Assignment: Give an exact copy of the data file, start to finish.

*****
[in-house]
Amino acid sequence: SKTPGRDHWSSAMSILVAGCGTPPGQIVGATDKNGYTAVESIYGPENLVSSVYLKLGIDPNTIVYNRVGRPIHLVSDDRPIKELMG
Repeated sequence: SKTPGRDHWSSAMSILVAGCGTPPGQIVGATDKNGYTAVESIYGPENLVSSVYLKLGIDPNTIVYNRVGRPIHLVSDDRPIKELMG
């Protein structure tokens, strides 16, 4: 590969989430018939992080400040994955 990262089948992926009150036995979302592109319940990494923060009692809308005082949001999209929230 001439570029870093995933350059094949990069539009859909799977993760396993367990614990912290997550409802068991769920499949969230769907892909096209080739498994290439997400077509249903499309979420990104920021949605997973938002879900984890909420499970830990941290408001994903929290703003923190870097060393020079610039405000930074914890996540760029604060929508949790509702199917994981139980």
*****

[in-house]
Amino acid sequence: SKTPGRDHWSSAMSILVAGCGTPPGQIVGATDKNGYTAVESIYGPENLVSSVYLKLGIDPNTIVYNRVGRPIHLVSDDRPIKELMG
Repeated sequence: SKTPGRDHWSSAMSILVAGCGTPPGQIVGATDKNGYTAVESIYGPENLVSSVYLKLGIDPNTIVYNRVGRPIHLVSDDRPIKELMG
């Protein structure tokens, strides 16, 4: 590969989430018939992080400040994955 990262089948992926009150036995979302592109319940990494923060009692809308005082949001999209929230 001439570029870093995933350059094949990069539009859909799977993760396993367990614990912290997550409802068991769920499949969230769907892909096209080739498994290439997400077509249903499309979420990104920021949605997973938002879900984890909420499970830990941290408001994903929290703003923190870097060393020079610039405000930074914890996540760029604060929508949790509702199917994981139980």